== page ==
For people concerned about the toxins and chemicals used by professional exterminators, you might be interested in trying a few natural DIY options the next time you find yourself with an insect infestation at home. Just remember that many natural solutions are less potent than commercial pesticides, and even if they do the job, it can take longer for them to take care of the problem.
You can try these homemade ideas, or talk to professionals like Burnaby exterminatorLocal Pest Control. They usually have milder or non-toxic options at their disposal too.
Do a Clean Up
Many insects are drawn to food sources, such as open food packages or even just too many crumbs on the counter or floor. Though this is the best preventative step you can take, it should also be done even after the pests have arrived.
Not only should all food be packed away securely, dust up all crumbs and then give counters and floors a good washing to eliminate the smell of food. You also want to get rid of any scent trails that bugs like ants lay down to help others to follow. A scented product will help even more, rather than an unscented cleanser for this.
This is a favorite for eco-friendly people looking for natural ways to kill insects. Diatomaceous earth a fine powder that is made up (on a microscopic level) of crushed shells. It feels like flour to us but it's like shards of glass to tiny bugs. The fragments get into their joints and quickly damage their exoskeletons. Without any further detail, it kills insects as they walk through it. Sprinkle a generous amount along the edges of baseboards, under cabinets or anywhere else you see the pests. It's harmless to anything larger than a bug, so don't worry about pets or kids either. As long as the DE stays dry, it will quickly start to kill off any insects that cross its path.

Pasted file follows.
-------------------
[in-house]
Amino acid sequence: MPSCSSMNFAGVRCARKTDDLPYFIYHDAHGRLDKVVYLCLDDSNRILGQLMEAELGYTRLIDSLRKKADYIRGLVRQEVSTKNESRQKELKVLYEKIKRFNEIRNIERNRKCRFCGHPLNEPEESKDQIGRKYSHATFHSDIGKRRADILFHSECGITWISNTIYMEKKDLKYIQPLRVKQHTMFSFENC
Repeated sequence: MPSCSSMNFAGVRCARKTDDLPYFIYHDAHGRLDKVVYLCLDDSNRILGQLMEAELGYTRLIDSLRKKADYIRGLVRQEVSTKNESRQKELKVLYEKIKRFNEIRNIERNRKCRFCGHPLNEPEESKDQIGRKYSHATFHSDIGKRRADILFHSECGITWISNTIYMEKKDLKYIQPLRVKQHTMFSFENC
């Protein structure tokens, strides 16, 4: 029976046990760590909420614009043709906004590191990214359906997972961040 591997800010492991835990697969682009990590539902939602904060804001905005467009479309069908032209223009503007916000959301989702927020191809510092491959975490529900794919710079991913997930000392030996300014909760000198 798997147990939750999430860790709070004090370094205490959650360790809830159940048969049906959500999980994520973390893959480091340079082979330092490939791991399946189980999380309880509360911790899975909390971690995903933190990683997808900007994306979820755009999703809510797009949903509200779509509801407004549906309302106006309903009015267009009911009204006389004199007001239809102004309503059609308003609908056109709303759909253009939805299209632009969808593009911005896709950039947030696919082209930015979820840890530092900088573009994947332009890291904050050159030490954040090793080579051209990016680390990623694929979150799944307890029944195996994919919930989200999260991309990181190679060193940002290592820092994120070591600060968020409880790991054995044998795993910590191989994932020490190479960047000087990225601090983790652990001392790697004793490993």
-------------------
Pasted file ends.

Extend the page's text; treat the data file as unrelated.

Borax and Sugar
This is another recipe for a natural bug-killer that uses easy-to-find ingredients. It works very well for ants and roaches specifically. You need 1/2 cup white sugar, about 1 1/2 tablespoons of borax(check the laundry section at the supermarket) and 1 1/2 cups of warm water. Just mix everything together and stir until the powders dissolve. Now you have your repellent.
Place very shallow saucers or even jar lids in places where the bugs are a problem, along with a cotton ball or two. Add enough of your solution to soak the cotton. The bugs will be attracted to the sweet sugar but will be killed off by the borax. They often take small droplets back to the colony, so they will start to die off even if they don't visit the traps directly.
Other options include a wide range of heavily-scented material that will repel insects. Sprinkling cinnamon, mint leaves, garlic powder, or coffee grounds around where the insects are congregating can be enough. Moth balls are a stronger material for this, but they aren't really very natural and might be better saved as a last resort.
If you are unable to handle your insect problem with these natural methods, you should accept defeat and try the exterminator. Letting the problem continue for too long will create a much bigger infestation to deal with.